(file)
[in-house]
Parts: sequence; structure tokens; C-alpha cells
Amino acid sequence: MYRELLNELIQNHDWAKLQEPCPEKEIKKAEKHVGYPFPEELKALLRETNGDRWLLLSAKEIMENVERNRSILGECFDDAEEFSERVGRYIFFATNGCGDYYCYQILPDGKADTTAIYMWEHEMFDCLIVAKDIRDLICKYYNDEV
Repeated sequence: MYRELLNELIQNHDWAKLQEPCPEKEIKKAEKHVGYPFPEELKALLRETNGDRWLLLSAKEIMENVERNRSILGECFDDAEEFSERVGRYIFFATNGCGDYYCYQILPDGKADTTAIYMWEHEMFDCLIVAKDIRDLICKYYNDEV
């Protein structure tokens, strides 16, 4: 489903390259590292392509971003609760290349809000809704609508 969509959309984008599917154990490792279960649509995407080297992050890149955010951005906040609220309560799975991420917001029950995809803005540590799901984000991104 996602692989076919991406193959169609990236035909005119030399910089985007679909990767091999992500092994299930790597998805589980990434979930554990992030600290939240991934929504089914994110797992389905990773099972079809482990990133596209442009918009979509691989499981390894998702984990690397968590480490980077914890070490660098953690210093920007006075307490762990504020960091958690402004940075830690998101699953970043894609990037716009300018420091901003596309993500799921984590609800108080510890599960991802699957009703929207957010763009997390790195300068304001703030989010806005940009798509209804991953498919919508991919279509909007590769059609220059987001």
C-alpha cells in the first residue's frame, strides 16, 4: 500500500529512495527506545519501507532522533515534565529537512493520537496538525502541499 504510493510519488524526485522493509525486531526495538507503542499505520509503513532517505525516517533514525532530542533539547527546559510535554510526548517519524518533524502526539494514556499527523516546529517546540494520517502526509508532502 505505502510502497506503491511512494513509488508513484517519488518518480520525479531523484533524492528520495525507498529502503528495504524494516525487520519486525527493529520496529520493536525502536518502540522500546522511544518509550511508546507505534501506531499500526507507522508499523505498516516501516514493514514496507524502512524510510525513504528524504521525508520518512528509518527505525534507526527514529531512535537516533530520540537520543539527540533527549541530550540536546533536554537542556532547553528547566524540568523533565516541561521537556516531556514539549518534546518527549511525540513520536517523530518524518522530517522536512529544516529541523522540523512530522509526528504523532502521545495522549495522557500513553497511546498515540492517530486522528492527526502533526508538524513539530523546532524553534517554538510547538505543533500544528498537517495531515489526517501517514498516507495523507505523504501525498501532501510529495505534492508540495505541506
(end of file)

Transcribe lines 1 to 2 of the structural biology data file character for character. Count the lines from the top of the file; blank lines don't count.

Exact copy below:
[in-house]
Parts: sequence; structure tokens; C-alpha cells